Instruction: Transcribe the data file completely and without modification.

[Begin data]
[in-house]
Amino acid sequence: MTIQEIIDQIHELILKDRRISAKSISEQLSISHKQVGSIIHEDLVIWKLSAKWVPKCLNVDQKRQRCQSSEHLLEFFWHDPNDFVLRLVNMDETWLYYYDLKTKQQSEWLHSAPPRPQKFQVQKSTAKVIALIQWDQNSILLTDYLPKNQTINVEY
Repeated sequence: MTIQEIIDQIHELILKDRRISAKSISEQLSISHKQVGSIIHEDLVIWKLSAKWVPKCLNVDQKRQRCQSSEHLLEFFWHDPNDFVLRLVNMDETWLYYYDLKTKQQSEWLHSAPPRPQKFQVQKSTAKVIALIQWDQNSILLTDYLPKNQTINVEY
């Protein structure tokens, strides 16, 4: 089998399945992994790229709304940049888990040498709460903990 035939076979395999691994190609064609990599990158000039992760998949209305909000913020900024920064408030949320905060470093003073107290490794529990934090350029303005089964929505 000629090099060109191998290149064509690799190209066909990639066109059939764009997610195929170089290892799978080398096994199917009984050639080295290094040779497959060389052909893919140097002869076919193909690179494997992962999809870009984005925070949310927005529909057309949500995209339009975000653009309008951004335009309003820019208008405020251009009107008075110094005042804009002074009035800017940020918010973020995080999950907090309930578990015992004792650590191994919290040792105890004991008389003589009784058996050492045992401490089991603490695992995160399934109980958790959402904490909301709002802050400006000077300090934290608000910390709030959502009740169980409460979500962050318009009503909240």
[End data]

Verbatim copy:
[in-house]
Amino acid sequence: MTIQEIIDQIHELILKDRRISAKSISEQLSISHKQVGSIIHEDLVIWKLSAKWVPKCLNVDQKRQRCQSSEHLLEFFWHDPNDFVLRLVNMDETWLYYYDLKTKQQSEWLHSAPPRPQKFQVQKSTAKVIALIQWDQNSILLTDYLPKNQTINVEY
Repeated sequence: MTIQEIIDQIHELILKDRRISAKSISEQLSISHKQVGSIIHEDLVIWKLSAKWVPKCLNVDQKRQRCQSSEHLLEFFWHDPNDFVLRLVNMDETWLYYYDLKTKQQSEWLHSAPPRPQKFQVQKSTAKVIALIQWDQNSILLTDYLPKNQTINVEY
């Protein structure tokens, strides 16, 4: 089998399945992994790229709304940049888990040498709460903990 035939076979395999691994190609064609990599990158000039992760998949209305909000913020900024920064408030949320905060470093003073107290490794529990934090350029303005089964929505 000629090099060109191998290149064509690799190209066909990639066109059939764009997610195929170089290892799978080398096994199917009984050639080295290094040779497959060389052909893919140097002869076919193909690179494997992962999809870009984005925070949310927005529909057309949500995209339009975000653009309008951004335009309003820019208008405020251009009107008075110094005042804009002074009035800017940020918010973020995080999950907090309930578990015992004792650590191994919290040792105890004991008389003589009784058996050492045992401490089991603490695992995160399934109980958790959402904490909301709002802050400006000077300090934290608000910390709030959502009740169980409460979500962050318009009503909240």